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Types of Datasets

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Using TDataSet descendants classifies TDataSet descendants by the method they use to access their data. Another useful way to classify TDataSet descendants is to consider the type of server data they represent. Viewed this way, there are three basic classes of datasets:

Table type datasets: Table type datasets represent a single table from the database server, including all of its rows and columns. Table type datasets include Bde.DBTables.TTable, Data.Win.ADODB.TADOTable, Data.SqlExpr.TSQLTable, and IBTable.TIBTable.

Table type datasets let you take advantage of indexes defined on the server. Because there is a one-to-one correspondence between database table and dataset, you can use server indexes that are defined for the database table. Indexes allow your application to sort the records in the table, speed searches and lookups, and can form the basis of a master/detail relationship. Some table type datasets also take advantage of the one-to-one relationship between dataset and database table to let you perform table-level operations such as creating and deleting database tables.

Query-type datasets: Query-type datasets represent a single SQL command, or query. Queries can represent the result set from executing a command (typically a SELECT statement), or they can execute a command that does not return any records (for example, an UPDATE statement). Query-type datasets include Bde.DBTables.TQuery, Data.Win.ADODB.TADOQuery, Data.SqlExpr.TSQLQuery, and IBQuery.TIBQuery.

To use a query-type dataset effectively, you must be familiar with SQL and your server's SQL implementation, including limitations and extensions to the SQL-92 standard. If you are new to SQL, you may want to purchase a third party book that covers SQL in-depth. One of the best is Understanding the New SQL: A Complete Guide, by Jim Melton and Alan R. Simpson, Morgan Kaufmann Publishers.

Stored procedure-type datasets: Stored procedure-type datasets represent a stored procedure on the database server. Stored procedure-type datasets include Bde.DBTables.TStoredProc, Data.Win.ADODB.TADOStoredProc, Data.SqlExpr.TSQLStoredProc, and IBStoredProc.TIBStoredProc.

A stored procedure is a self-contained program written in the procedure and trigger language specific to the database system used. They typically handle frequently repeated database-related tasks, and are especially useful for operations that act on large numbers of records or that use aggregate or mathematical functions. Using stored procedures typically improves the performance of a database application by:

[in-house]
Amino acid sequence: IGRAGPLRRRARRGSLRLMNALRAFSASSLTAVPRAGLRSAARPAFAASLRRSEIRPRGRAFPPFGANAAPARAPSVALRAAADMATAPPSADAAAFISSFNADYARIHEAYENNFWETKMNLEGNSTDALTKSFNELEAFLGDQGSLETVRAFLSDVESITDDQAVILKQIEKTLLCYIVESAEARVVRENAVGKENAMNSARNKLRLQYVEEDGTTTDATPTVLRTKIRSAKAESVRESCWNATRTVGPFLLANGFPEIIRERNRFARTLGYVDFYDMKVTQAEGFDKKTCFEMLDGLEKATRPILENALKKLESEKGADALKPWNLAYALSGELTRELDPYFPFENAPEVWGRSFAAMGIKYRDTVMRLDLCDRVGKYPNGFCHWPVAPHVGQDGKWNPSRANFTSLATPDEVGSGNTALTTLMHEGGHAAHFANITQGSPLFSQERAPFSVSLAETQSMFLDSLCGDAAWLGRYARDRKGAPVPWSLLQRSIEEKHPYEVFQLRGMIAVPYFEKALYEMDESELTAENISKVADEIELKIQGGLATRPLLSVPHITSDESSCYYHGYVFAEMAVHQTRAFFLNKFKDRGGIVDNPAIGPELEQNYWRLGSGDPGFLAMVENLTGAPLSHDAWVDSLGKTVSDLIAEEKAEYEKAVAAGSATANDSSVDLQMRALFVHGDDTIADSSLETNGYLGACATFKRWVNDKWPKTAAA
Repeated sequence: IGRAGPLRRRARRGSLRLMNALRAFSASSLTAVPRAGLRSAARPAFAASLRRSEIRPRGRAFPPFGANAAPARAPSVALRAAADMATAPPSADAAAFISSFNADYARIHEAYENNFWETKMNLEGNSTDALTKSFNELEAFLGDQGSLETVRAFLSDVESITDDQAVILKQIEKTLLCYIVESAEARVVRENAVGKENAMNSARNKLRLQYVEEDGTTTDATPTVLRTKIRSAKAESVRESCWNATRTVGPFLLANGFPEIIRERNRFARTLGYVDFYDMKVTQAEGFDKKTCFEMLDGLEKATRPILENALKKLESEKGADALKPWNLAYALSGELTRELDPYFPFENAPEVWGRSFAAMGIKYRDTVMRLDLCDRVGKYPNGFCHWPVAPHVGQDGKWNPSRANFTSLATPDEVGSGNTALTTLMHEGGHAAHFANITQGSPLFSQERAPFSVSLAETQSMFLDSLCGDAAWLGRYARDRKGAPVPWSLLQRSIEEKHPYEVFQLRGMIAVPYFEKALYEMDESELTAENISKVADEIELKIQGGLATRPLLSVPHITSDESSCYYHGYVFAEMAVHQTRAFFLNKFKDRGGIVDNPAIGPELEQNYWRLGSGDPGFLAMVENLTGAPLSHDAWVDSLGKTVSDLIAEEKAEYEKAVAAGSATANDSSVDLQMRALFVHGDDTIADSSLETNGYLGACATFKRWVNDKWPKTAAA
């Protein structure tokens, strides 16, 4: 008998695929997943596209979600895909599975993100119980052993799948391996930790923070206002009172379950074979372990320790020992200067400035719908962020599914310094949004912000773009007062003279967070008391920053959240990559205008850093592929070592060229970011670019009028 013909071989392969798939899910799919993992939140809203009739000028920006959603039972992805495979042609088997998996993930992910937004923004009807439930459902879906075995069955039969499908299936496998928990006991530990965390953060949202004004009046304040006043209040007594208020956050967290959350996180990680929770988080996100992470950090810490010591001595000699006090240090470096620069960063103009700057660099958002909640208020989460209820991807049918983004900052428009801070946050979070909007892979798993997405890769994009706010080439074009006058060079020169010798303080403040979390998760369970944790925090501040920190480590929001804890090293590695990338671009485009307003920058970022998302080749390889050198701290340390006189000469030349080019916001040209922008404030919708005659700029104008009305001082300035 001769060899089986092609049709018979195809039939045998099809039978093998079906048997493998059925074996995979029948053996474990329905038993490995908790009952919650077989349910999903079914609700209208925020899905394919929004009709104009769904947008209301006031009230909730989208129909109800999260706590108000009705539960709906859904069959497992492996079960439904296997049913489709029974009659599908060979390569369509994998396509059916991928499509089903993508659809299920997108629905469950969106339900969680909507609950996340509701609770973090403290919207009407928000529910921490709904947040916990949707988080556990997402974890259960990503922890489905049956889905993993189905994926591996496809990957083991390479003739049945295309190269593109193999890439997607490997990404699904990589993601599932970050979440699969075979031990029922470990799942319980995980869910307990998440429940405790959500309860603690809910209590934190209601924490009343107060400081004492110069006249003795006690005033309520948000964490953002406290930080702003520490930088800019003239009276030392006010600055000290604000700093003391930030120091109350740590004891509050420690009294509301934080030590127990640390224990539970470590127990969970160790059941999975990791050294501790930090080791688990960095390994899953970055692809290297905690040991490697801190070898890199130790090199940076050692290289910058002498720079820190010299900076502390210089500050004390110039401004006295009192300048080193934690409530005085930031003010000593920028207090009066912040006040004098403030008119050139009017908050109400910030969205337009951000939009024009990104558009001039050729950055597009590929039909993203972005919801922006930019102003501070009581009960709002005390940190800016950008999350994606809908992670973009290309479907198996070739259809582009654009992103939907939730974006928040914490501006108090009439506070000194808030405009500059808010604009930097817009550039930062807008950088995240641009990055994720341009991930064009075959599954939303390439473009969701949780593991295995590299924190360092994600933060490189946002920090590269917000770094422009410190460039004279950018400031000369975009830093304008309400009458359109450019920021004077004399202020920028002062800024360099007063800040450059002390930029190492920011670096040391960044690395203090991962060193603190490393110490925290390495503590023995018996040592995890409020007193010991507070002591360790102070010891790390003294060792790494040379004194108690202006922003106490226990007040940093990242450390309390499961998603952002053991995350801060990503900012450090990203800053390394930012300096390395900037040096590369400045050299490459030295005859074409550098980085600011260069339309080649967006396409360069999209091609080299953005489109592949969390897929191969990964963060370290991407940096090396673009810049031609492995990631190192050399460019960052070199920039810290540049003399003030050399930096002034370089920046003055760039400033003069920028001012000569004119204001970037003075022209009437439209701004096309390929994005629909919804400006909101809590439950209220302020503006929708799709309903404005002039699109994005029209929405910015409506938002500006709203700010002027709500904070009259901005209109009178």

• Taking advantage of the server's usually greater processing power and speed.
  • Reducing network traffic by moving processing to the server.

Stored procedures may or may not return data. Those that return data may return it as a cursor (similar to the results of a SELECT query), as multiple cursors (effectively returning multiple datasets), or they may return data in output parameters. These differences depend in part on the server: Some servers do not allow stored procedures to return data, or only allow output parameters. Some servers do not support stored procedures at all. See your server documentation to determine what is available.

Note: You can usually use a query-type dataset to execute stored procedures because most servers provide extensions to SQL for working with stored procedures. Each server, however, uses its own syntax for this. If you choose to use a query-type dataset instead of a stored procedure-type dataset, see your server documentation for the necessary syntax.

In addition to the datasets that fall neatly into these three categories, TDataSet has some descendants that fit into more than one category:

  • Data.Win.ADODB.TADODataSet and Data.SqlExpr.TSQLDataSet have a CommandType property that lets you specify whether they represent a table, query, or stored procedure. Property and method names are most similar to query-type datasets, although TADODataSet lets you specify an index like a table type dataset.
  • Datasnap.DBClient.TClientDataSet represents the data from another dataset. As such, it can represent a table, query, or stored procedure. TClientDataSet behaves most like a table type dataset, because of its index support. However, it also has some of the features of queries and stored procedures: the management of parameters and the ability to execute without retrieving a result set.
  • Some other client datasets have a CommandType property that lets you specify whether they represent a table, query, or stored procedure. Property and method names are like TClientDataSet, including parameter support, indexes, and the ability to execute without retrieving a result set.
  • IBCustomDataSet.TIBDataSet can represent both queries and stored procedures. In fact, it can represent multiple queries and stored procedures simultaneously, with separate properties for each.

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